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Anti-virus fallacies

Антивирусная неправда

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More than just resident protection

Read: 16208 Comments: 3 Rating: 9

Tuesday, October 23, 2018

Recently one of our subscribers wrote on social media that anti-viruses are useless and that it’s better to scan files on VirusTotal with as many as 70 anti-viruses simultaneously or opt to use Dr.Web CureIt! because it doesn't affect system performance. Unfortunately, this subscriber is not the only one who thinks this way.

This opinion exists because people don't understand how malicious programs spread and operate and how they can be neutralised. Let's look into this matter.

All modern anti-viruses have a resident module that is constantly operating in the background, tracking changes in the system and promptly responding to emerging threats. And there’s good reason for that! For example, Dr.Web has been equipped with the SpIDer Guard file monitor since the now-distant ‘90s.

Such constant control doesn't just help users who would otherwise need to scan every file they open manually but also facilitates the neutralisation of the most newly released malicious programs, which can't be detected by conventional means. The Preventive Protection is always up and running, analysing application behaviour, controlling access to system files, and promptly responding to threats as soon as they are discovered.

Of course, we are very proud of our Dr.Web CureIt! utility, but you need to understand that above all, it is an emergency curing utility that is often used after a system has already been compromised.

Let's see whether we can use Dr.Web CureIt! on its own to prevent a system from getting infected. Let's assume that you run it to scan every file you download or launch. Will it help you keep your system clean? No, and there are a number of reasons for that.

Reason #1. Malicious code can be altered to avoid signature-based detection, and the scanner won't be able to expose the threat. If a resident anti-virus module was running in the system, other mechanisms for discovering malicious activities (such as heuristic analysis) would come into play.

Reason #2. For a system to get infected, the person using it doesn't necessarily have to perform any actions with a file. Malware can sneak onto a computer by exploiting a vulnerability. That's what worms do. Remember WannaCry? The Trojan didn't need users to launch it on their computers—it scanned the network for vulnerable machines and infected them without any user intervention. The resident Dr.Web anti-virus module prevented our customers' computers from getting infected via the unpatched vulnerability.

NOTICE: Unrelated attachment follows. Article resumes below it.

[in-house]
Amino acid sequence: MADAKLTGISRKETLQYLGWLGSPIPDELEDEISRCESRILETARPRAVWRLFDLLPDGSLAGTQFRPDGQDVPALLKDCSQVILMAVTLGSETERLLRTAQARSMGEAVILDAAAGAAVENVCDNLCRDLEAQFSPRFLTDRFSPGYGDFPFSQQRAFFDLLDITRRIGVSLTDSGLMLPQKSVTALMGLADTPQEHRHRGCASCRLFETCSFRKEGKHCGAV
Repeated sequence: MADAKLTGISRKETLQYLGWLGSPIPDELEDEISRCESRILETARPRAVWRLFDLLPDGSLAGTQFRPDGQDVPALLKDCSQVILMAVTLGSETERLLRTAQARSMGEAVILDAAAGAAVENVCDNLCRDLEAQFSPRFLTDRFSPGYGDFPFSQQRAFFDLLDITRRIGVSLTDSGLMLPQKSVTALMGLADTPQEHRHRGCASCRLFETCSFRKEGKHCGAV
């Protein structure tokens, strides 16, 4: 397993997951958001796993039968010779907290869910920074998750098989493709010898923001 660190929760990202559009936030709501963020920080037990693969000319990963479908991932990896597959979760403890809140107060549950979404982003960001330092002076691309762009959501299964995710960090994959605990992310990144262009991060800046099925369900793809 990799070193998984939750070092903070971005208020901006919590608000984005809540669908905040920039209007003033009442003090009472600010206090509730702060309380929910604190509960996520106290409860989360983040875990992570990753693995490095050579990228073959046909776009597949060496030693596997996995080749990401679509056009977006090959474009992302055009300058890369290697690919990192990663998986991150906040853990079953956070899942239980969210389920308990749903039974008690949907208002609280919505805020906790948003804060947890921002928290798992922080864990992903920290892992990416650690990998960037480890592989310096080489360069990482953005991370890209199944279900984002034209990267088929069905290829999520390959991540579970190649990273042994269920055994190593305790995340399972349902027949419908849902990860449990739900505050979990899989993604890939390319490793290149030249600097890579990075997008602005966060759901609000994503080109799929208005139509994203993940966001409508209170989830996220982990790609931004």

In addition to worms, there exist bogus scripts on websites and many other covert malware deployment routines that make sure users never notice anything.

"Perhaps, you are right”—a user may say—“but scanning a computer with the anti-virus utility will expose and neutralise these threats!"

Yes, but by that time the malware may have already managed to accomplish a lot in the infected system. After all, it usually operates silently so users never notice anything. Furthermore, some malicious programs can cover their tracks by deleting modules they no longer need.

And you will be lucky if the malware you encounter turns out to be a mining script that just heats up your CPU while you’re visiting a compromised site.


Meanwhile, encryption ransomware will encrypt thousands of your files in just a few seconds. And by the time you launch the anti-virus utility it can already be too late.

The same is true for Trojans that steal personal information and passwords. The anti-virus scanner will probably detect the malware, but by then your passwords will already be on sale on an underground forum.

And what about VirusTotal and other similar sites? Of course, they can be quite useful. But malicious programs aren't always implemented as files. They can exist only as a piece of code in RAM, boot sectors, or UEFI firmware. And with no file, finding an infection on a computer may be next to impossible. And if you have no file, what will you upload to VirusTotal?

#anti-virus #Dr.Web

The Anti-virus Times recommends

Nowadays, many sites offer their visitors an opportunity to scan a file with dozens of anti-viruses simultaneously. Ordinary users, information security researchers, and even cybercriminals use these services. The latter do so to make sure that their Trojan won't be detected by popular anti-virus security software. But a comprehensive anti-virus solution can stop even those malicious programs that survive multiple online scanners – thanks to heuristic technologies, behaviour analysis and machine learning.


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